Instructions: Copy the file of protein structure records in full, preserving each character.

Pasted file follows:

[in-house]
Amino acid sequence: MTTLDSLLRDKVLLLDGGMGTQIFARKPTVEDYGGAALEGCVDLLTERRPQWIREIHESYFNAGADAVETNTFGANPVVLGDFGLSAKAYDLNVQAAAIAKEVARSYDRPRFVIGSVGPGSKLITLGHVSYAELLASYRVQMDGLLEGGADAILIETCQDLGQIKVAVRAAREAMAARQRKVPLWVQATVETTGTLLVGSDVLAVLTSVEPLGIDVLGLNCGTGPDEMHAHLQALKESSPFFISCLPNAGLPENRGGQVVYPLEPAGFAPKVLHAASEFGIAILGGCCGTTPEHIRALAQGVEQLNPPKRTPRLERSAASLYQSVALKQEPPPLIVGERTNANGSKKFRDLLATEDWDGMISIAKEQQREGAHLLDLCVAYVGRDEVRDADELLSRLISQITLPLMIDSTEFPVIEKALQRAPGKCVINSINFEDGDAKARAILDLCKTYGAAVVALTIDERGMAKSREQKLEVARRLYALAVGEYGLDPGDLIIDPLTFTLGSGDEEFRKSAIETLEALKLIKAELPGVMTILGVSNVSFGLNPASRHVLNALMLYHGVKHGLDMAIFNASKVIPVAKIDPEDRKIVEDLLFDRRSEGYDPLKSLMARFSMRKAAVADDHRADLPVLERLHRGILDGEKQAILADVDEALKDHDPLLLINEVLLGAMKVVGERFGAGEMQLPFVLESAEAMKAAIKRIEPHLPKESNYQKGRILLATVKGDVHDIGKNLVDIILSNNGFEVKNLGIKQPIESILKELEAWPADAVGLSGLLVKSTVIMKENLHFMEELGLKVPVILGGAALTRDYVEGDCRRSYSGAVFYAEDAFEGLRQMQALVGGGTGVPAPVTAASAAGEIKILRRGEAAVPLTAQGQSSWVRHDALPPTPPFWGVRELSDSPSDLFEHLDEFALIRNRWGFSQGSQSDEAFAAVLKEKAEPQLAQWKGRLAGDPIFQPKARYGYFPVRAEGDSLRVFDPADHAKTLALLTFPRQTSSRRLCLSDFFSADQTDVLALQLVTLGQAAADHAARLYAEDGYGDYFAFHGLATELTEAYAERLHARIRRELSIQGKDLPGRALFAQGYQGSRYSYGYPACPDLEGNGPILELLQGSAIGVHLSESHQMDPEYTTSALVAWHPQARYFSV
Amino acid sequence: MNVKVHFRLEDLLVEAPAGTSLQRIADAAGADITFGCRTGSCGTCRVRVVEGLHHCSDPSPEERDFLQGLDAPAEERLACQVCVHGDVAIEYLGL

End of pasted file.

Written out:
[in-house]
Amino acid sequence: MTTLDSLLRDKVLLLDGGMGTQIFARKPTVEDYGGAALEGCVDLLTERRPQWIREIHESYFNAGADAVETNTFGANPVVLGDFGLSAKAYDLNVQAAAIAKEVARSYDRPRFVIGSVGPGSKLITLGHVSYAELLASYRVQMDGLLEGGADAILIETCQDLGQIKVAVRAAREAMAARQRKVPLWVQATVETTGTLLVGSDVLAVLTSVEPLGIDVLGLNCGTGPDEMHAHLQALKESSPFFISCLPNAGLPENRGGQVVYPLEPAGFAPKVLHAASEFGIAILGGCCGTTPEHIRALAQGVEQLNPPKRTPRLERSAASLYQSVALKQEPPPLIVGERTNANGSKKFRDLLATEDWDGMISIAKEQQREGAHLLDLCVAYVGRDEVRDADELLSRLISQITLPLMIDSTEFPVIEKALQRAPGKCVINSINFEDGDAKARAILDLCKTYGAAVVALTIDERGMAKSREQKLEVARRLYALAVGEYGLDPGDLIIDPLTFTLGSGDEEFRKSAIETLEALKLIKAELPGVMTILGVSNVSFGLNPASRHVLNALMLYHGVKHGLDMAIFNASKVIPVAKIDPEDRKIVEDLLFDRRSEGYDPLKSLMARFSMRKAAVADDHRADLPVLERLHRGILDGEKQAILADVDEALKDHDPLLLINEVLLGAMKVVGERFGAGEMQLPFVLESAEAMKAAIKRIEPHLPKESNYQKGRILLATVKGDVHDIGKNLVDIILSNNGFEVKNLGIKQPIESILKELEAWPADAVGLSGLLVKSTVIMKENLHFMEELGLKVPVILGGAALTRDYVEGDCRRSYSGAVFYAEDAFEGLRQMQALVGGGTGVPAPVTAASAAGEIKILRRGEAAVPLTAQGQSSWVRHDALPPTPPFWGVRELSDSPSDLFEHLDEFALIRNRWGFSQGSQSDEAFAAVLKEKAEPQLAQWKGRLAGDPIFQPKARYGYFPVRAEGDSLRVFDPADHAKTLALLTFPRQTSSRRLCLSDFFSADQTDVLALQLVTLGQAAADHAARLYAEDGYGDYFAFHGLATELTEAYAERLHARIRRELSIQGKDLPGRALFAQGYQGSRYSYGYPACPDLEGNGPILELLQGSAIGVHLSESHQMDPEYTTSALVAWHPQARYFSV
Amino acid sequence: MNVKVHFRLEDLLVEAPAGTSLQRIADAAGADITFGCRTGSCGTCRVRVVEGLHHCSDPSPEERDFLQGLDAPAEERLACQVCVHGDVAIEYLGL